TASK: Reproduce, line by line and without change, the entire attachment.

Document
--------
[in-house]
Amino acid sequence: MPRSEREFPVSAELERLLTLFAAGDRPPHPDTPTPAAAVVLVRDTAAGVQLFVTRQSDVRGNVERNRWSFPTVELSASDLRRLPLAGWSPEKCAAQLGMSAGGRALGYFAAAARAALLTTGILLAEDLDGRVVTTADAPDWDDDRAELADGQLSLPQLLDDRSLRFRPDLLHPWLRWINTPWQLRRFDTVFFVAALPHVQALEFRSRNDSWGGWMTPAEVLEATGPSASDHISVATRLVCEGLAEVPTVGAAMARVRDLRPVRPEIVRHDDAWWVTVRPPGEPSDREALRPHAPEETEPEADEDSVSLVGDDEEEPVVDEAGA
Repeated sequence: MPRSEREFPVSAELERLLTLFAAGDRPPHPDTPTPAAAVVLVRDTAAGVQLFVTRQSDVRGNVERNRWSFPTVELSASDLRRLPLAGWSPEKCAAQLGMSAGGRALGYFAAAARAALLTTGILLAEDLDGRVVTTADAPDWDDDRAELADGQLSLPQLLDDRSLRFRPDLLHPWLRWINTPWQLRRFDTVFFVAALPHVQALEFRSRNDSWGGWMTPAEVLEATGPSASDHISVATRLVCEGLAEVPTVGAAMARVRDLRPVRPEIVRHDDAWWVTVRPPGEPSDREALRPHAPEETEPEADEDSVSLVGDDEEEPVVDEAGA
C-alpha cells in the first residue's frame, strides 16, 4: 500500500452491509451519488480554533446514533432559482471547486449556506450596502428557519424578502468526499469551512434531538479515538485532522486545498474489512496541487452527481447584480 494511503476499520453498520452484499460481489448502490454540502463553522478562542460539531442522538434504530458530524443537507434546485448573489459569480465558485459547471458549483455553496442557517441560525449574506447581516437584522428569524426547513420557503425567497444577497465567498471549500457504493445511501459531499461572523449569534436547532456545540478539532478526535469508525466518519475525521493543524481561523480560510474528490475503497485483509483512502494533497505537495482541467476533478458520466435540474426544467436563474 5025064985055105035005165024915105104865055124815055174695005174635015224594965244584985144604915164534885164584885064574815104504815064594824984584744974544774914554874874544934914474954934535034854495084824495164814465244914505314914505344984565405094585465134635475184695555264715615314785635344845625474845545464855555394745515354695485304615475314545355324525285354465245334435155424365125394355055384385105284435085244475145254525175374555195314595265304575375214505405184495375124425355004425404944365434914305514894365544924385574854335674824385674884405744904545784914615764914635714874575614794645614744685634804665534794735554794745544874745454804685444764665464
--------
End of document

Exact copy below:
[in-house]
Amino acid sequence: MPRSEREFPVSAELERLLTLFAAGDRPPHPDTPTPAAAVVLVRDTAAGVQLFVTRQSDVRGNVERNRWSFPTVELSASDLRRLPLAGWSPEKCAAQLGMSAGGRALGYFAAAARAALLTTGILLAEDLDGRVVTTADAPDWDDDRAELADGQLSLPQLLDDRSLRFRPDLLHPWLRWINTPWQLRRFDTVFFVAALPHVQALEFRSRNDSWGGWMTPAEVLEATGPSASDHISVATRLVCEGLAEVPTVGAAMARVRDLRPVRPEIVRHDDAWWVTVRPPGEPSDREALRPHAPEETEPEADEDSVSLVGDDEEEPVVDEAGA
Repeated sequence: MPRSEREFPVSAELERLLTLFAAGDRPPHPDTPTPAAAVVLVRDTAAGVQLFVTRQSDVRGNVERNRWSFPTVELSASDLRRLPLAGWSPEKCAAQLGMSAGGRALGYFAAAARAALLTTGILLAEDLDGRVVTTADAPDWDDDRAELADGQLSLPQLLDDRSLRFRPDLLHPWLRWINTPWQLRRFDTVFFVAALPHVQALEFRSRNDSWGGWMTPAEVLEATGPSASDHISVATRLVCEGLAEVPTVGAAMARVRDLRPVRPEIVRHDDAWWVTVRPPGEPSDREALRPHAPEETEPEADEDSVSLVGDDEEEPVVDEAGA
C-alpha cells in the first residue's frame, strides 16, 4: 500500500452491509451519488480554533446514533432559482471547486449556506450596502428557519424578502468526499469551512434531538479515538485532522486545498474489512496541487452527481447584480 494511503476499520453498520452484499460481489448502490454540502463553522478562542460539531442522538434504530458530524443537507434546485448573489459569480465558485459547471458549483455553496442557517441560525449574506447581516437584522428569524426547513420557503425567497444577497465567498471549500457504493445511501459531499461572523449569534436547532456545540478539532478526535469508525466518519475525521493543524481561523480560510474528490475503497485483509483512502494533497505537495482541467476533478458520466435540474426544467436563474 5025064985055105035005165024915105104865055124815055174695005174635015224594965244584985144604915164534885164584885064574815104504815064594824984584744974544774914554874874544934914474954934535034854495084824495164814465244914505314914505344984565405094585465134635475184695555264715615314785635344845625474845545464855555394745515354695485304615475314545355324525285354465245334435155424365125394355055384385105284435085244475145254525175374555195314595265304575375214505405184495375124425355004425404944365434914305514894365544924385574854335674824385674884405744904545784914615764914635714874575614794645614744685634804665534794735554794745544874745454804685444764665464